Franck’s Compounding Lab of Ocala, Fla., reported May 17, 2010 that it has voluntarily suspended all compounding drugs for veterinary use, pending the outcome of discussions with the U.S. Food and Drug Administration.
“Customized veterinary medicine — which we had prepared pursuant to a verified prescription – meet the critical needs of veterinarians and their patients,” the company said in a statement. “We are working with the FDA to resolve this issue as quickly as possible to determine whether it will permit us to resume compounding of these important veterinary medicines.”
The FDA is currently seeking a permanent injunction against the company to prohibit Franck’s and its CEO Paul Franck from compounding animal drugs from bulk ingredients without FDA approval. The U.S. Department of Justice filed the civil suit on behalf of the FDA mid April alleging that the company has been introducing adulterated, misbranded and unsafe drugs into interstate commerce as part of the company’s veterinary pharmaceutical compounding business.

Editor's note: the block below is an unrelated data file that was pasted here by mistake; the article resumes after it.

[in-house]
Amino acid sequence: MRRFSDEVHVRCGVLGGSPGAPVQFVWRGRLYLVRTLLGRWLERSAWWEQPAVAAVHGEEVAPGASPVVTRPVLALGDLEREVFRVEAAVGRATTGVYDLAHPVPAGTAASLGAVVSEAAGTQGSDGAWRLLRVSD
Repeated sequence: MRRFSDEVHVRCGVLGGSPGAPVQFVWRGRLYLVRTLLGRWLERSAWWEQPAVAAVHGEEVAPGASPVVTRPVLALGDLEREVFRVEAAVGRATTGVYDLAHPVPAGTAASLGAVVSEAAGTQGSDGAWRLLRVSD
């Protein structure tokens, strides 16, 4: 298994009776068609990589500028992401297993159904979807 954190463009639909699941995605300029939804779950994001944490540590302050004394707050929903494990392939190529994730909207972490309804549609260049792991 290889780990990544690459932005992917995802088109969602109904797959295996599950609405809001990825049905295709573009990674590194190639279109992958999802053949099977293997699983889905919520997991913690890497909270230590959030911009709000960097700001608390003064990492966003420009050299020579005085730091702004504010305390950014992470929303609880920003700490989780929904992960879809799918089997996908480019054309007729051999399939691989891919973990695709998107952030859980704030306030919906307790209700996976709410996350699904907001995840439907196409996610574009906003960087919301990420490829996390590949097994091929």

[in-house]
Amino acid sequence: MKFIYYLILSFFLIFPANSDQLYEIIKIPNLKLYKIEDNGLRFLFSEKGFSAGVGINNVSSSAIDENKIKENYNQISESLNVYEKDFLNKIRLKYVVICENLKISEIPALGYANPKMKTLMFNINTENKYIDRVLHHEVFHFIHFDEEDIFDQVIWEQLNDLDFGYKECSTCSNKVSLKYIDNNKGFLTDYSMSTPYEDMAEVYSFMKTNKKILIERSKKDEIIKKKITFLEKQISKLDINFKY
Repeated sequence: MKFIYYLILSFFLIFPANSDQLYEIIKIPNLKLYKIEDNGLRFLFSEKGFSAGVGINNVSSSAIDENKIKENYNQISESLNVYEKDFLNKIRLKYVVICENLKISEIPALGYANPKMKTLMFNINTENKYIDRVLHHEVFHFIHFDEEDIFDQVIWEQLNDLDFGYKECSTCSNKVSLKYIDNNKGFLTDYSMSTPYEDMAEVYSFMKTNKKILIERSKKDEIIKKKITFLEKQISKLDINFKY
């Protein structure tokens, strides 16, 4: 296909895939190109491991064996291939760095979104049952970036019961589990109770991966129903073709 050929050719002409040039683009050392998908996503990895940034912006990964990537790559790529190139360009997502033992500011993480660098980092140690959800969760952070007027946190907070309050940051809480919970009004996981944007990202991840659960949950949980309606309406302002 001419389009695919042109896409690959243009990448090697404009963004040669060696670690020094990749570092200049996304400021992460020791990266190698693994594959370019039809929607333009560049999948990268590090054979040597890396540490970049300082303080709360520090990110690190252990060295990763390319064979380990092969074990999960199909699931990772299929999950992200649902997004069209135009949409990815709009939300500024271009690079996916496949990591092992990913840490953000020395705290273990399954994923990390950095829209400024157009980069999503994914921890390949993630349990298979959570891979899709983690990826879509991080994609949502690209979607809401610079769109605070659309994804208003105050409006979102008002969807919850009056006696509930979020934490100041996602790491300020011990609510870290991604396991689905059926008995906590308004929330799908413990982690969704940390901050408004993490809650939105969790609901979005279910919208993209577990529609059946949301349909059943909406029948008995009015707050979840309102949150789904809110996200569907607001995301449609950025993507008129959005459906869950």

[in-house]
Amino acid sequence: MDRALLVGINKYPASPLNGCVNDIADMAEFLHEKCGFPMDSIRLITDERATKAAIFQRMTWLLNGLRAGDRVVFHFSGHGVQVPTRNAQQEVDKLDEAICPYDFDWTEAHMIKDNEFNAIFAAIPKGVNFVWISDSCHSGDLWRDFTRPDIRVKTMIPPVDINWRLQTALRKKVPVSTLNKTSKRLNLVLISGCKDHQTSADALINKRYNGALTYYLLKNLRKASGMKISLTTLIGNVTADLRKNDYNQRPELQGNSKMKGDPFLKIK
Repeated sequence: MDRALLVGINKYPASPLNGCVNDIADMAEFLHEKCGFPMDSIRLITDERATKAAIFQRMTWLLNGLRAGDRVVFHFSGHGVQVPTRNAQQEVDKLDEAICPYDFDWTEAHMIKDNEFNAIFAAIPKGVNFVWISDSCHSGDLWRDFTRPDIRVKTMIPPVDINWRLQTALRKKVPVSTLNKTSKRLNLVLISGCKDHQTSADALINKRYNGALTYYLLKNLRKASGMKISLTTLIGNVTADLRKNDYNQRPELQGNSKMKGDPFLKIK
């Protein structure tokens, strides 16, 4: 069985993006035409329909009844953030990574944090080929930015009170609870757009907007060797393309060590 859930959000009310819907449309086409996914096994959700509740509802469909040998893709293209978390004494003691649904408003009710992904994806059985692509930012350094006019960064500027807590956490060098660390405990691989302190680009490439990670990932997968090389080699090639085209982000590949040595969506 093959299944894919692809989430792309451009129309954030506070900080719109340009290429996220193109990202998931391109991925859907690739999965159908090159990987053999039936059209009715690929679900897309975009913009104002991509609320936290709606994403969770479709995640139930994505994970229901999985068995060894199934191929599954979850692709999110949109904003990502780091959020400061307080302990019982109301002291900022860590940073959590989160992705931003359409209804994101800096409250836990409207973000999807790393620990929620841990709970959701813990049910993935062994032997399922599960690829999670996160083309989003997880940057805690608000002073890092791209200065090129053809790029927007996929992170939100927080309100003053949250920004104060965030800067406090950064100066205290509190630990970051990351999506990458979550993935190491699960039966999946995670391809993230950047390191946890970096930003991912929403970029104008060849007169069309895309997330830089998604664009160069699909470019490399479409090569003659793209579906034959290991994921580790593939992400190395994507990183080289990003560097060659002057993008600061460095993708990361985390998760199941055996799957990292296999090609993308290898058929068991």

Franck’s maintains that its business is both legal and medically vital.
The company drew media attention when 21 polo horses died shortly before the U.S. Open Polo Championship in Palm Beach County, Fla., in April 2009. Franck’s admitted that it incorrectly prepared medication used to treat the horses.
Despite the voluntary suspension of its veterinary drug compounding, most of Franck’s customers will be unaffected, according to the company, as it will continue to compound all human medicines.
Franck’s employs about 67 people, has annual gross sales of about $8 million—$3.5 million from veterinary products—and filled more than 37,600 prescriptions for animal use between Feb. 1 and Dec. 4, 2009, according to the FDA.